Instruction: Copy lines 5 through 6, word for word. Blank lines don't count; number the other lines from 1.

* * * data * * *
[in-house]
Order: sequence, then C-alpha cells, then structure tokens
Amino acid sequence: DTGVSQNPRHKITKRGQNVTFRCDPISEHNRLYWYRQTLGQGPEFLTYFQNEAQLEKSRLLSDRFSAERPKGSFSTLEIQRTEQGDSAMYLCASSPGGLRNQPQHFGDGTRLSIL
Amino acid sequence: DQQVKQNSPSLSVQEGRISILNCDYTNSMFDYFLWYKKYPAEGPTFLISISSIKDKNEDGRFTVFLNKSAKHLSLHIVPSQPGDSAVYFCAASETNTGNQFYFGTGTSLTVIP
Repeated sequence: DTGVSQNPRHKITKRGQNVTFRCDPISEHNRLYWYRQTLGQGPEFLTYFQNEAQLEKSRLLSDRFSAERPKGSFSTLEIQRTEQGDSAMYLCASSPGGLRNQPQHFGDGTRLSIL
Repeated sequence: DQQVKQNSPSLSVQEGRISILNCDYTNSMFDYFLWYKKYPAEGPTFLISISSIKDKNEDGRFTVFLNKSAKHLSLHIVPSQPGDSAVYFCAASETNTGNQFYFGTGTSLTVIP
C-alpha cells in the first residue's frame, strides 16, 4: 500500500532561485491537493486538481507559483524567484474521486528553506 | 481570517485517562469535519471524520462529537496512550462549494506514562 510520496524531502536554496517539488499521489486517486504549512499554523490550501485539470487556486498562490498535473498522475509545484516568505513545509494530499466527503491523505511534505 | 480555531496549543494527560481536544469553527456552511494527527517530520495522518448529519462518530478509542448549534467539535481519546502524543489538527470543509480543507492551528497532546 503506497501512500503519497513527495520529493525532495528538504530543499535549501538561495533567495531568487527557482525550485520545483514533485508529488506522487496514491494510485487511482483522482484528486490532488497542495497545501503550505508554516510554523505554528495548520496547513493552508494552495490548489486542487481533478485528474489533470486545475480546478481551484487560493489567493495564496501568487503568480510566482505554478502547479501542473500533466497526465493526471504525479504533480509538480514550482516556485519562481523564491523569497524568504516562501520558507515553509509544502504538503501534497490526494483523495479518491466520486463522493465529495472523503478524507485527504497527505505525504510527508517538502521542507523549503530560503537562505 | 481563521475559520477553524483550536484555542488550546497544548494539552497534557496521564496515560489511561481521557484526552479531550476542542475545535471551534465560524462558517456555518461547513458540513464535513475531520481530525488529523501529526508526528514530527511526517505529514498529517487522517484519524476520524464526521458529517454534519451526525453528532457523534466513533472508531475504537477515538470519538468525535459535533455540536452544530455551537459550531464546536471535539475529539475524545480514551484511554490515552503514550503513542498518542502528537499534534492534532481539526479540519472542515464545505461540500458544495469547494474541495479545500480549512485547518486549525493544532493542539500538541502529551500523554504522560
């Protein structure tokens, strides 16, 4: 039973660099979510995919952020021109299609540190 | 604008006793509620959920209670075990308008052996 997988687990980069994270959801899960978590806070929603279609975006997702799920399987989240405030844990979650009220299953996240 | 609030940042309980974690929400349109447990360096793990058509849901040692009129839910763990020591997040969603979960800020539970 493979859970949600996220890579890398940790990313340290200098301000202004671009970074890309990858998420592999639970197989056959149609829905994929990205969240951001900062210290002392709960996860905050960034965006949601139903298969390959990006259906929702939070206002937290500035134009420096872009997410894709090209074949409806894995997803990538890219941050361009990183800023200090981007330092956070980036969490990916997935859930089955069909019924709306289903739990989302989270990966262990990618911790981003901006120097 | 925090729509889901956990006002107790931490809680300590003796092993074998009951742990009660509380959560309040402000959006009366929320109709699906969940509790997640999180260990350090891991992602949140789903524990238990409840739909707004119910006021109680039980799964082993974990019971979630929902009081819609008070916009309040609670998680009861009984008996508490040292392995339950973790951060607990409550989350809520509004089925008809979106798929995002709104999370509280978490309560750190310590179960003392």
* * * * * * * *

Repeated sequence: DTGVSQNPRHKITKRGQNVTFRCDPISEHNRLYWYRQTLGQGPEFLTYFQNEAQLEKSRLLSDRFSAERPKGSFSTLEIQRTEQGDSAMYLCASSPGGLRNQPQHFGDGTRLSIL
Repeated sequence: DQQVKQNSPSLSVQEGRISILNCDYTNSMFDYFLWYKKYPAEGPTFLISISSIKDKNEDGRFTVFLNKSAKHLSLHIVPSQPGDSAVYFCAASETNTGNQFYFGTGTSLTVIP